Specifically, The Undergraduate Plan will focus on the development of the following:


  1. An educational experience enriched by research and independent inquiry. This means, including undergraduates as active participants in the research enterprise, as do in other major research universities.
  2. A breadth of study that prepares students to be good global citizens within the rapidly expanding global workplace. This goal includes enhancing, and expanding, international options for students, such as study abroad program, satellite campuses at international locations, and degree programs with an international focus, to name just several ideas under consideration.
  3. Immersive learning experiences which foster close mentoring relationships between faculty and students, developed around topics reflecting institutional strengths and goals. This involves the development of living and learning communities, an initiative I have spoken of in the past year. For example, students are gathering in “theme” housing—in the arts, entrepreneurship, community service, and science fiction, to name a few areas of common interest. There are many models of living and learning arrangements—campus-based and community-based—to consider under this plan.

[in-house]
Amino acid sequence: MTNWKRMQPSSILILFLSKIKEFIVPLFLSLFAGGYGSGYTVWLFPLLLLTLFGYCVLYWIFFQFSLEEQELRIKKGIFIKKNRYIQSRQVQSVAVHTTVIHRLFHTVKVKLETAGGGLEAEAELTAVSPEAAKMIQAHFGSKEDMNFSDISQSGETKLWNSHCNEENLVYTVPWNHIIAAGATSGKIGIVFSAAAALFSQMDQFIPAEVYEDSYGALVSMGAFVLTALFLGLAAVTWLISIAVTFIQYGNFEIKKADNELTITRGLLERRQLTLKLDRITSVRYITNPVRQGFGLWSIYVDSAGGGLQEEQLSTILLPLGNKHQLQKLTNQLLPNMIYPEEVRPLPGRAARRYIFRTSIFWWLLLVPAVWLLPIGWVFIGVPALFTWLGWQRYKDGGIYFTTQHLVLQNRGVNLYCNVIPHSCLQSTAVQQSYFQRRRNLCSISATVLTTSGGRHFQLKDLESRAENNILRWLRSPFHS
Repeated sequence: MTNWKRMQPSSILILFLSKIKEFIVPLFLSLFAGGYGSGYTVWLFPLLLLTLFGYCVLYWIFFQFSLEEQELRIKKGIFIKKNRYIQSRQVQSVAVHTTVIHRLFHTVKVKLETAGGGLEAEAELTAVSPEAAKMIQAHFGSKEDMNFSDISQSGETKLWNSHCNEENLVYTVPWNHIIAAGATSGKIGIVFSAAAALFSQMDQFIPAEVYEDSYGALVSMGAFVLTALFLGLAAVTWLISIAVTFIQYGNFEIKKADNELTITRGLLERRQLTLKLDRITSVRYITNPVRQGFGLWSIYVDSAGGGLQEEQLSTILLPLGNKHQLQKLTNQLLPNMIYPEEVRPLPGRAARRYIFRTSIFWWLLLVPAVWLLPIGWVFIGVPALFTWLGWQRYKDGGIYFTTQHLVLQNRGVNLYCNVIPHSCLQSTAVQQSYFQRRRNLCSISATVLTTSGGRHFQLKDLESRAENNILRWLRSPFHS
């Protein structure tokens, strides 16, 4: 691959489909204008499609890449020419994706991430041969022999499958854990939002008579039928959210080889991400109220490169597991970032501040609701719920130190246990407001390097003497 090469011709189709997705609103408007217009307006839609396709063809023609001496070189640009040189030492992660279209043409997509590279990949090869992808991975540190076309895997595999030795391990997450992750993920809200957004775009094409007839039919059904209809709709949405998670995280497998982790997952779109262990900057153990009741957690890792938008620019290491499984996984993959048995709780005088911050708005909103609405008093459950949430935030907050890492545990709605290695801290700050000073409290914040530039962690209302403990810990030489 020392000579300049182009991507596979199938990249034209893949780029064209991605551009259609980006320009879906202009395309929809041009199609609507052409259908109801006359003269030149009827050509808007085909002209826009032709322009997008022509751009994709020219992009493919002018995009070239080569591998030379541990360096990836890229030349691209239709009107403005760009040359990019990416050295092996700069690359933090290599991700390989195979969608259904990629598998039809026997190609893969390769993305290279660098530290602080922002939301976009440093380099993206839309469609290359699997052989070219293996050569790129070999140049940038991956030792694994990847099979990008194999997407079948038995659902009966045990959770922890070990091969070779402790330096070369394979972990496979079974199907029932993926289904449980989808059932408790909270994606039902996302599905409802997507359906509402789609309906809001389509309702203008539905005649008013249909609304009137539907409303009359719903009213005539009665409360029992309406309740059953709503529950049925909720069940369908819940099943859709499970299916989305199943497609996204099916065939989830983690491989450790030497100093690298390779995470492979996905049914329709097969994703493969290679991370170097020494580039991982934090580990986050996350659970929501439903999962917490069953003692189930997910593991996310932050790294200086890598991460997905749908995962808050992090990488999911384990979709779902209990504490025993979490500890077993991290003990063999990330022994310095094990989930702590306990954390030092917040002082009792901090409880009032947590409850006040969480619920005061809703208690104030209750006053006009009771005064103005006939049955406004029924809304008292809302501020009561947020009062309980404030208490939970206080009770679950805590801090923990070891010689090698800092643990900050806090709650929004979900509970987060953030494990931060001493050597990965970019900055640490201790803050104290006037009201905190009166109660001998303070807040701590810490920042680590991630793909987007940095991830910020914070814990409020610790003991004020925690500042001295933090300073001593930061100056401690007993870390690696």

Of course, there are important undergirding initiatives which we must put into action to enable The Undergraduate Plan. These initiatives include the enhancement of academic programs and offerings, academic support services, and world-class instructional facilities.


Your help is essential. I have asked Dr. Prabhat Hajela, vice provost and dean of undergraduate education, to work across all portfolios to expand academic programs in targeted areas. Provost Bud Peterson is working with deans, department chairs, center directors, and faculty, to ensure that we have the capabilities to achieve our goals. And, Vice President for Student Life Eddie Ade Knowles is focusing on the student experience.  


It is extremely important to the future of this university that we raise the level of the undergraduate experience, as we prepare our students for the challenging, complex, and, in many ways, increasingly fragile world that awaits them.